Pure-list production improves item recognition and sometimes also improves source memory

Glen E. Bodner, Mark J. Huff, Alexander Taikh

Research output: Contribution to journalArticlepeer-review

5 Citations (Scopus)


Relative to reading silently, reading words aloud (a type of “production”) typically enhances item recognition, even when production is manipulated between groups using pure lists. We investigated whether pure-list production also enhances memory for various item details (i.e., source memory). Screen side (Experiment 1), font size (Experiment 2), or reading versus generating from anagrams (Experiments 3–4) were the sources varied within-subject, and aloud versus silent reading was varied across groups. Thus, the manipulation of source was apparent to participants, whereas the manipulation of production was not. Traditional measures and multinomial modeling established that the aloud groups generally showed improved item recognition—and showed improved source memory when steps were taken to enhance the salience of the source manipulation (Experiment 4). In summary, reading an entire list of items improves item recognition and can also improve memory for some types of source details.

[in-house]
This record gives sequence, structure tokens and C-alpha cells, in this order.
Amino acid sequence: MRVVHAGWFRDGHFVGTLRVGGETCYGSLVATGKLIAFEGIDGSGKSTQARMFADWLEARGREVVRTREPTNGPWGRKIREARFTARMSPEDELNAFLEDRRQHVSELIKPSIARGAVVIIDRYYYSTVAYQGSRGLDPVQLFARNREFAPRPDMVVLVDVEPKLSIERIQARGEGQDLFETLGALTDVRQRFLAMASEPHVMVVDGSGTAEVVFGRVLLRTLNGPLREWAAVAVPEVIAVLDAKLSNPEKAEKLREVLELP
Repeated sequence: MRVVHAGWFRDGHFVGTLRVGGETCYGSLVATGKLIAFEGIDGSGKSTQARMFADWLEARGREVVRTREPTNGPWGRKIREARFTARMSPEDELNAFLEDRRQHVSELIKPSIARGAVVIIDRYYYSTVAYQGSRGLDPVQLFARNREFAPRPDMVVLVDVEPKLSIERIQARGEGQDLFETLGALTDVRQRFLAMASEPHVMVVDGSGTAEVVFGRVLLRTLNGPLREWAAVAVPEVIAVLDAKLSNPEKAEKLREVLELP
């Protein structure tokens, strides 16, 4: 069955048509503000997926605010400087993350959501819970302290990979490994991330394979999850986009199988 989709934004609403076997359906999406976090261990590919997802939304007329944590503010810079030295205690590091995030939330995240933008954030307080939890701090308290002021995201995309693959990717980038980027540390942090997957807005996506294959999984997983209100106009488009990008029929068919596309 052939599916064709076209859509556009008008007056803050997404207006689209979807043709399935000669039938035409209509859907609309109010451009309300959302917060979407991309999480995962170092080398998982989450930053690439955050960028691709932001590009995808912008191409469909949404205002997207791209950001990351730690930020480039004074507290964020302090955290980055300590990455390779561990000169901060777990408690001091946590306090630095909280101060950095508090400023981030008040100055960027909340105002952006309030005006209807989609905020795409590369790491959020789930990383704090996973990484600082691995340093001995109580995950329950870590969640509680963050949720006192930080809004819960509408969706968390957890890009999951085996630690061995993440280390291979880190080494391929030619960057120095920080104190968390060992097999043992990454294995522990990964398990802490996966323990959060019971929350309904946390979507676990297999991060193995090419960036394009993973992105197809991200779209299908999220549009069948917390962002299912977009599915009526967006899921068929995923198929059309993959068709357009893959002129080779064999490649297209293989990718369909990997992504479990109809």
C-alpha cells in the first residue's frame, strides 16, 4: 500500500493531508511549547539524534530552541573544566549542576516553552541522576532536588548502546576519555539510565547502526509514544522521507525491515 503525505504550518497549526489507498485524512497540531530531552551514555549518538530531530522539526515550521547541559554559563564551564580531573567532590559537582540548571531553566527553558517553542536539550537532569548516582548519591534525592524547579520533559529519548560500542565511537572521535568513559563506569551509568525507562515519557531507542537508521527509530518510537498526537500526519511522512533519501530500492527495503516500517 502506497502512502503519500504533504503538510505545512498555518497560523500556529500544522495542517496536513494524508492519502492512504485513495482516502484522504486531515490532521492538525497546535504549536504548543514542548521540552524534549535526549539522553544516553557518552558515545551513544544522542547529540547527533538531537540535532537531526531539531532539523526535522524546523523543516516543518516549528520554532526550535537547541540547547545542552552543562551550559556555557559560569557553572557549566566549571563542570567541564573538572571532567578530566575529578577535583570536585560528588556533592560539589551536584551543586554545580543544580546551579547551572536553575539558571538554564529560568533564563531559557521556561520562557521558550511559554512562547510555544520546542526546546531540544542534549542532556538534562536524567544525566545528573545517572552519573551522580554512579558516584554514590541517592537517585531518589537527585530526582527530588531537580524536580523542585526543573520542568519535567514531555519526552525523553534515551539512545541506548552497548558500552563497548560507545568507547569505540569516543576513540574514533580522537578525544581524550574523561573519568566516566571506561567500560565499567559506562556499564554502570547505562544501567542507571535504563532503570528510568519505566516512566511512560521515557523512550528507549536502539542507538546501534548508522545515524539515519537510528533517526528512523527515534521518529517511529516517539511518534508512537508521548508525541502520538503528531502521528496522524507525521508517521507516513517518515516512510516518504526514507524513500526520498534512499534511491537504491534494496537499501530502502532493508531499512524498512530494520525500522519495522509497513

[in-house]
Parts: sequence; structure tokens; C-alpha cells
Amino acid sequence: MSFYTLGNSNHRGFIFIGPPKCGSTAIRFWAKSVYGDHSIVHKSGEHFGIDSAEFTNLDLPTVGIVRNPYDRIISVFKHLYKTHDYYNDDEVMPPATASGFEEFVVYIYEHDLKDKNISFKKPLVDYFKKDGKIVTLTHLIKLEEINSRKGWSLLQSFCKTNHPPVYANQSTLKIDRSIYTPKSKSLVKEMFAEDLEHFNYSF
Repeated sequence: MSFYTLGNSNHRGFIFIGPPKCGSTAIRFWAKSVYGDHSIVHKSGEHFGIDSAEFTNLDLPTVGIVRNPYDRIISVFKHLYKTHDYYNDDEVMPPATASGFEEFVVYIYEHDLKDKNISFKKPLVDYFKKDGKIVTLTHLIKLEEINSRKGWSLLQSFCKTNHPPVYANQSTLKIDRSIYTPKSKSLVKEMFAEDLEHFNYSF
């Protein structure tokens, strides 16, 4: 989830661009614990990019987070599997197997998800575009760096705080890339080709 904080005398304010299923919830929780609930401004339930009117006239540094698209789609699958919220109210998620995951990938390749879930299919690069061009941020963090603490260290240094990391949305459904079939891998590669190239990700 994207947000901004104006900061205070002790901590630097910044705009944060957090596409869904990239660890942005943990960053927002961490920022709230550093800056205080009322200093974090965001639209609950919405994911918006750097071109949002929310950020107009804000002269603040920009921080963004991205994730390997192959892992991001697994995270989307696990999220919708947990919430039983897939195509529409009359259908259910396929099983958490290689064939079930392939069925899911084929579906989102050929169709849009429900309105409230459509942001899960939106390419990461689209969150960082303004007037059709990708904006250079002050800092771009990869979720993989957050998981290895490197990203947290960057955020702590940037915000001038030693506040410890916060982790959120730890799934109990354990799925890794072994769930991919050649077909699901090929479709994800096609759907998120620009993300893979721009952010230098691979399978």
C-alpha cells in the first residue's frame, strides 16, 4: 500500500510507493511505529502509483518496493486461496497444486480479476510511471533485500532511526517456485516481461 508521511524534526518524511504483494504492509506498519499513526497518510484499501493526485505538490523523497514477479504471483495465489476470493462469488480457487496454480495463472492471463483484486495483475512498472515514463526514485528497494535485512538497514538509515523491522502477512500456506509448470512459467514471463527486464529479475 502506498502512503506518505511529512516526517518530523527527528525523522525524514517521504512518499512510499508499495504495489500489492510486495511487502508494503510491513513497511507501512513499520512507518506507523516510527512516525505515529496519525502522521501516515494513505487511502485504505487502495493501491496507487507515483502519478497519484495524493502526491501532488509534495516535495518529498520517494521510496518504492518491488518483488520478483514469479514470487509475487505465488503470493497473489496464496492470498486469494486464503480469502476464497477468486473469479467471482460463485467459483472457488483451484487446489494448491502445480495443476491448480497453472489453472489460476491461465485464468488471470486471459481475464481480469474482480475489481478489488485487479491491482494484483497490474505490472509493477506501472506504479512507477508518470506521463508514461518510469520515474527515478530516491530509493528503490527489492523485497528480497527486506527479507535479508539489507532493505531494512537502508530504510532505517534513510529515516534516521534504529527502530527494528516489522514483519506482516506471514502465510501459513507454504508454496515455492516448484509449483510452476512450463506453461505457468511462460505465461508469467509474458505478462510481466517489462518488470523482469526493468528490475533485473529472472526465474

Original languageEnglish
Pages (from-to)1281-1294
Number of pages14
JournalMemory and Cognition
Issue number7
Publication statusPublished - 1 Oct 2020


  • Distinctiveness
  • Production effect
  • Recognition
  • Source memory
  • Strength


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